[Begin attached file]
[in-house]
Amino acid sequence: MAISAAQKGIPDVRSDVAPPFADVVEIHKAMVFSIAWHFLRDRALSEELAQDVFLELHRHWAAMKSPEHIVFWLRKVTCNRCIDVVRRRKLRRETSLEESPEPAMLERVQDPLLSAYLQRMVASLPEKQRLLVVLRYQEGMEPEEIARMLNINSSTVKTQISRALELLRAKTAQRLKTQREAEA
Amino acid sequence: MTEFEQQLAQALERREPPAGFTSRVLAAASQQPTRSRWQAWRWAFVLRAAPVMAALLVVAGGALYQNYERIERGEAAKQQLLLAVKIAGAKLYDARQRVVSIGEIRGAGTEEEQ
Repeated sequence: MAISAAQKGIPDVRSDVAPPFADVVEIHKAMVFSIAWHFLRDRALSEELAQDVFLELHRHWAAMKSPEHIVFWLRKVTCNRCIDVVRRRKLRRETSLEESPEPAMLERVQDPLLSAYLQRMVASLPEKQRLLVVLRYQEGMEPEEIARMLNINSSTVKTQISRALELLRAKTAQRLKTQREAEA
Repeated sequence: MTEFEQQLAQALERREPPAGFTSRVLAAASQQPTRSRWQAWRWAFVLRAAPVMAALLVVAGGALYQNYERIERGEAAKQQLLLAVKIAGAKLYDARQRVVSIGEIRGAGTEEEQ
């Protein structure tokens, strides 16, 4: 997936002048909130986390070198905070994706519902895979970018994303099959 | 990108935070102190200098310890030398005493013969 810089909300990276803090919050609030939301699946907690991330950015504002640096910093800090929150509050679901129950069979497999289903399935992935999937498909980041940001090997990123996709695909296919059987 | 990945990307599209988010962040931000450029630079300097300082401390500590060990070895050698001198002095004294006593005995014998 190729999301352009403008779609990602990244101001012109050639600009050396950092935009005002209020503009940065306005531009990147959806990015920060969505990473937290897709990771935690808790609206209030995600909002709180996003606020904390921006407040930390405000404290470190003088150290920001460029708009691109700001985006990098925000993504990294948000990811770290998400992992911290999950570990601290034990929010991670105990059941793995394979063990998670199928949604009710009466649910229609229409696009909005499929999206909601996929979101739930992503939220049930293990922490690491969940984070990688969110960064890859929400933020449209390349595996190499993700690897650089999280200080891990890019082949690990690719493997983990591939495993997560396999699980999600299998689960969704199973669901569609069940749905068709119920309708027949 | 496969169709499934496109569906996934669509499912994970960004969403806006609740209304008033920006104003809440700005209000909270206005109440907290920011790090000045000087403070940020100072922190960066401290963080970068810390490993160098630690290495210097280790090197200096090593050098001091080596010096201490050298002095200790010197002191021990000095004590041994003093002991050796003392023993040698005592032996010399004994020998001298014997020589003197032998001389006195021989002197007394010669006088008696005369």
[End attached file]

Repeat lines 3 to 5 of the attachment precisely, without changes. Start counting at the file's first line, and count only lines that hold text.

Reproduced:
Amino acid sequence: MTEFEQQLAQALERREPPAGFTSRVLAAASQQPTRSRWQAWRWAFVLRAAPVMAALLVVAGGALYQNYERIERGEAAKQQLLLAVKIAGAKLYDARQRVVSIGEIRGAGTEEEQ
Repeated sequence: MAISAAQKGIPDVRSDVAPPFADVVEIHKAMVFSIAWHFLRDRALSEELAQDVFLELHRHWAAMKSPEHIVFWLRKVTCNRCIDVVRRRKLRRETSLEESPEPAMLERVQDPLLSAYLQRMVASLPEKQRLLVVLRYQEGMEPEEIARMLNINSSTVKTQISRALELLRAKTAQRLKTQREAEA
Repeated sequence: MTEFEQQLAQALERREPPAGFTSRVLAAASQQPTRSRWQAWRWAFVLRAAPVMAALLVVAGGALYQNYERIERGEAAKQQLLLAVKIAGAKLYDARQRVVSIGEIRGAGTEEEQ